Comcast Q4 Reaction: NBCU’s Olympics Silence Is Deafening

Comcast Q4 Reaction: NBCU’s Olympics Silence
Cheyne Gateley/VIP+

With just about one week from the Beijing Winter Olympics, Comcast management remained hush-hush about the event on the company’s Q4 earnings call Thursday morning. 

Not that management has any obligation to express exaggerated Olympics excitement, but the company’s earnings call was rather muted, with basically no substantive mention of the upcoming Games.  

Should we be worried? 

There has been quite some controversy surrounding the Beijing Olympics, and NBCUniversal will likely feel the heat. First, health concerns are still rampant, with COVID variants spreading around the world. The pandemic has already disrupted the Olympic calendar, with the Winter Games coming just seven months after the Summer Tokyo Olympics in 2021. Second, the Chinese government has been wrapped up in geopolitical tension (the Biden administration announced a diplomatic boycott of the Beijing Olympics last month), which has caused many major advertisers to remain on the sidelines.  

All this drama is only going to hurt the official U.S. broadcaster of the Olympics games: NBCU. Just a few days ago, it was reported that NBCUniversal slashed its TV ratings expectations by about half.  

The Olympics was supposed to be a great investment for NBCU. In a 2014 contract extension with the International Olympics Committee (IOC), Comcast agreed to shell out a whopping $7.75 billion for U.S. media rights to the Olympics through 2023.  

But NBCU paid a lot of money for rights to broadcast the Games in the U.S., with the understanding it would bring in significant ratings and ad dollars. 

The Olympics hasn’t quite provided sky-high ROI like it used to. NBCU paid over $1 billion for the Tokyo Summer Olympics; the company brought in $1.8 billion in revenue from the Games in its Q3 results

Though management predicted the Tokyo Olympics would be profitable, it was never confirmed and it is unclear how much actual profit the Games logged. The 2016 Rio Olympics brought in $250 million in profit. NBCU does not break out Olympics profit in its earnings reports, and figures are from management’s public comments. 

The Summer Games drew the smallest audience since the network began broadcasting the event in 1988. Average primetime nightly viewership across online, cable and network totaled 15.5 million for the Tokyo Olympics compared with 26.7 million for the Rio Summer Olympics.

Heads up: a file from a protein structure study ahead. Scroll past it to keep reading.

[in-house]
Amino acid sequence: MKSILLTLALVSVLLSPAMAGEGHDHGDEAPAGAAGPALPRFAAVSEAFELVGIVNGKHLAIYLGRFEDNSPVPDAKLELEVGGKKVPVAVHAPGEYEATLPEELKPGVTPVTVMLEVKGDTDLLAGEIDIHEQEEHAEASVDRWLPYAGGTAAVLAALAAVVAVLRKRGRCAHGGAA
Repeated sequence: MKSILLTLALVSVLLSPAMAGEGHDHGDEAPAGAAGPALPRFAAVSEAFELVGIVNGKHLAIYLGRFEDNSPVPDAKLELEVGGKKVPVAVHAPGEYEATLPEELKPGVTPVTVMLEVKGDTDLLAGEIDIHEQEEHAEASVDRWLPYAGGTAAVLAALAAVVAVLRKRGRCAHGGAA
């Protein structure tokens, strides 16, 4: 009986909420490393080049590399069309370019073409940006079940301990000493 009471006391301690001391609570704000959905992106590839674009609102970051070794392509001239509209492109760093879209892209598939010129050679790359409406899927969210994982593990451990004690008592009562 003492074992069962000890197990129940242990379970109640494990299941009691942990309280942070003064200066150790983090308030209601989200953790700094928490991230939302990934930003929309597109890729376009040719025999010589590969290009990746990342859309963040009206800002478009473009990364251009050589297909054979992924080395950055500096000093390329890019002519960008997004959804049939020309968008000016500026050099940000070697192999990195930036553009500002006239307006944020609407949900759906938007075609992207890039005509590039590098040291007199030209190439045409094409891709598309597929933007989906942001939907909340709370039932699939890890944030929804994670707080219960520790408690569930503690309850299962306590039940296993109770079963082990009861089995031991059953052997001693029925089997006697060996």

Cord-cutting continues to worsen, and after sharing some Tokyo Olympics coverage on its streaming service Peacock, this time around, Comcast announced that it would be streaming all 2,800+ hours of the Beijing Olympics on Peacock.  

It’s worth remembering that the launch of Peacock in July 2020 was timed to align with the original air date for the Tokyo Olympics, before COVID-19 postponed the event by a year.  

On the company’s earnings call, CEO Brian Roberts mentioned that the streaming service now had 9 million paid subscribers. This was the first time that a concrete paid subscriber number was mentioned since the service launched 1.5 years ago. Peacock also has 24.5 million monthly active accounts in the U.S.  

The hope for Comcast is that the Beijing Olympics provides another much-needed boost to Peacock subscriptions. However, cyclical events like the Olympics don’t necessarily provide stickiness that would result in steady recurring subscriptions.  

Mobile app tracking service Apptopia provided exclusive data to VIP in September, which showed the Tokyo Olympics boosted downloads for Peacock’s mobile app but only temporarily.  

Even though Comcast management mentioned “record low churn” for Peacock on Thursday’s call, the company does not specify that data in its earnings report. 

With all the negative publicity surrounding the Beijing Olympics, it’s hard to imagine a scenario in which NBCUniversal is going to be happy with how the Games perform this year. The only glimmer of hope will come from any positive impact Peacock potentially sees in its subscriber figures following the event, and investors will be paying close attention in Q1.